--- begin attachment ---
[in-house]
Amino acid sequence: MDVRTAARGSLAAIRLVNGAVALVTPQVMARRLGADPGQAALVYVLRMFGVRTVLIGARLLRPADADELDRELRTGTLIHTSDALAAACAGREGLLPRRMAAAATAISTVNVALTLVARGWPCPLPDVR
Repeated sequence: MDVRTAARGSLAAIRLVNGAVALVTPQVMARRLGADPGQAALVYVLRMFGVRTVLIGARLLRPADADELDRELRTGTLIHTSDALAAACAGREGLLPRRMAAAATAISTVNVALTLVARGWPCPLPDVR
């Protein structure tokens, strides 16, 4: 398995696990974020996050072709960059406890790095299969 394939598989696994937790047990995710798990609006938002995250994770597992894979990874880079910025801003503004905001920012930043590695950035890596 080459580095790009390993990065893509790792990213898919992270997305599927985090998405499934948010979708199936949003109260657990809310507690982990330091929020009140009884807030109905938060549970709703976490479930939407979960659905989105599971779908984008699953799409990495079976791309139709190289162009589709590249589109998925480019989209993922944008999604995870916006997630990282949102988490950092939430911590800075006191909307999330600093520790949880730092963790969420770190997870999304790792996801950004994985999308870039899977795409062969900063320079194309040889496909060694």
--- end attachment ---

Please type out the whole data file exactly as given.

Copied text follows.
[in-house]
Amino acid sequence: MDVRTAARGSLAAIRLVNGAVALVTPQVMARRLGADPGQAALVYVLRMFGVRTVLIGARLLRPADADELDRELRTGTLIHTSDALAAACAGREGLLPRRMAAAATAISTVNVALTLVARGWPCPLPDVR
Repeated sequence: MDVRTAARGSLAAIRLVNGAVALVTPQVMARRLGADPGQAALVYVLRMFGVRTVLIGARLLRPADADELDRELRTGTLIHTSDALAAACAGREGLLPRRMAAAATAISTVNVALTLVARGWPCPLPDVR
């Protein structure tokens, strides 16, 4: 398995696990974020996050072709960059406890790095299969 394939598989696994937790047990995710798990609006938002995250994770597992894979990874880079910025801003503004905001920012930043590695950035890596 080459580095790009390993990065893509790792990213898919992270997305599927985090998405499934948010979708199936949003109260657990809310507690982990330091929020009140009884807030109905938060549970709703976490479930939407979960659905989105599971779908984008699953799409990495079976791309139709190289162009589709590249589109998925480019989209993922944008999604995870916006997630990282949102988490950092939430911590800075006191909307999330600093520790949880730092963790969420770190997870999304790792996801950004994985999308870039899977795409062969900063320079194309040889496909060694």